Here in New York, the epicenter of the coronavirus outbreak in the United States, hospitals are seeing the same surge in cases that overwhelmed healthcare systems in China, Italy and Spain. Refrigerated trucks and tents have been stationed outside some hospitals to hold the bodies of the dead as morgues fill up.
In just 24 hours on Tuesday, 13 people reportedly died at Elmhurst Hospital Center in Queens. New York City is reporting 366 deaths and over 33,000 confirmed cases — though the number is likely far higher due to a critical lack of tests. More than 4,000 coronavirus patients have been hospitalized in New York, where a leaked FEMA briefing shows all 1,800 intensive care beds in the city are expected to be full by Friday. We’ll have more on the healthcare crisis here in New York after headlines, when we’ll speak with Dr. Craig Spencer, director of global health in emergency medicine at Columbia University Medical Center.
Amazon says it will keep its massive fulfillment centers open amid a surge of online orders, after workers in at least eight Amazon warehouses around the U.S. tested positive for COVID-19.
In Pittsburgh, Pennsylvania, hundreds of sanitation workers held a wildcat strike Wednesday demanding more protection from the virus. This is one of the workers, Sheldon White.
Sheldon White: “We want better equipment, protective gear. We have no mask. We want hazard pay. Hazard pay is very important. Why? Because we have high copayments for any type of bill. We risk our life. Every time we grab a garbage bag, there could be a needle or something in there.”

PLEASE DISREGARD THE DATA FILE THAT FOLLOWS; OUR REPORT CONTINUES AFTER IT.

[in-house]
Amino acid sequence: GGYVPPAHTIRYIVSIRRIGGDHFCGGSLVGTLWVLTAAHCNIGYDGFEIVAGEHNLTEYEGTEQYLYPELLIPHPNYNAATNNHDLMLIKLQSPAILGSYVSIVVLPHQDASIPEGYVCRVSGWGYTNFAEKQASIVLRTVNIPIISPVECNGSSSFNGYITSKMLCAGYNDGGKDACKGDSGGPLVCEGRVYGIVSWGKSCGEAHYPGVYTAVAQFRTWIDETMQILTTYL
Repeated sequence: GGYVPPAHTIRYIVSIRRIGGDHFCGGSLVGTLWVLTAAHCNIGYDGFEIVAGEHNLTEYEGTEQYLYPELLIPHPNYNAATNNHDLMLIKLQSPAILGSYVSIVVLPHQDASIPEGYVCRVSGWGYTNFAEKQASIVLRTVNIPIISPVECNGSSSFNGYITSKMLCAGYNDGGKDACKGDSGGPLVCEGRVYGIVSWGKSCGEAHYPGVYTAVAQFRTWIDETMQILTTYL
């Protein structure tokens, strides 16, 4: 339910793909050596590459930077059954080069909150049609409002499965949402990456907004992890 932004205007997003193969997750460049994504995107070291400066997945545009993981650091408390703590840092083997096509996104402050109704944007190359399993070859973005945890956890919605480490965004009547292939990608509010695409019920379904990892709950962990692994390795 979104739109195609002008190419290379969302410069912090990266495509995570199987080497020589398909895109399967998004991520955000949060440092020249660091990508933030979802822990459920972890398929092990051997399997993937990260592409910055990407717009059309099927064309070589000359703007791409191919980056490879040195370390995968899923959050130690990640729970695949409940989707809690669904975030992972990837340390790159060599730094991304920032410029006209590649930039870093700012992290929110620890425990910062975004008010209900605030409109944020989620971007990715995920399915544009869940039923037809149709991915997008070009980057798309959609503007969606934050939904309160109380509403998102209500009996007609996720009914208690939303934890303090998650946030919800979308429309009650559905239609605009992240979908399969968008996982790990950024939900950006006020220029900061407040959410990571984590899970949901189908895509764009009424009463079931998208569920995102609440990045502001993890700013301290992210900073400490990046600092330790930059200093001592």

Tony Award-winning playwright Terrence McNally has died in Florida of complications from COVID-19. McNally’s career spanned six decades and included celebrated productions like “Kiss of the Spider Woman” and “Love! Valour! Compassion!” McNally was an openly gay writer whose plays tackled issues of love, homophobia and the HIV/AIDS crisis. He was 81 years old.
Celebrated chef Floyd Cardoz has died from a coronavirus infection. Cardoz was the first chef born and raised in India to head a major kitchen in New York City, Tabla.
In the Dominican Republic, acclaimed fashion designer Jenny Polanco has died from complications of COVID-19. Polanco’s career spanned four decades, and she was a regular fixture at Miami Fashion Week.
In Italy, the nation hardest hit by the pandemic, the death toll has topped 7,500. But for the fourth straight day, the pace of new coronavirus cases fell Wednesday, raising hopes that a nationwide lockdown is beginning to flatten the curve of infections.
Spain announced 738 coronavirus new deaths Wednesday, surpassing China’s death toll with over 3,600 fatalities.
In China, authorities have lifted restrictions on millions of residents of Hubei province — the original epicenter of the pandemic — although the provincial capital Wuhan remains on lockdown. Chinese officials say new cases of COVID-19 have all but stopped in Hubei, but some observers question that assessment and fear a potential second wave of cases.
In cities across India, police are using violence to crack down on curfew violators, beating and whipping anyone flouting a nationwide lockdown for 1.3 billion people. Viral videos showed Indian police forcing groups of men to do squats and pushups as punishment. India’s bus and train services have been canceled, creating a crisis for thousands of migrant workers trapped in big cities. There are widespread reports of hoarding, raising fears of shortages of food, medicine and supplies. We’ll have more on India’s coronavirus crisis later in the broadcast.
In New Zealand, Prime Minister Jacinda Ardern asked her nation’s 5 million residents to behave as though they were contagious, as a sweeping nationwide “remain at home” policy came into effect at midnight Thursday.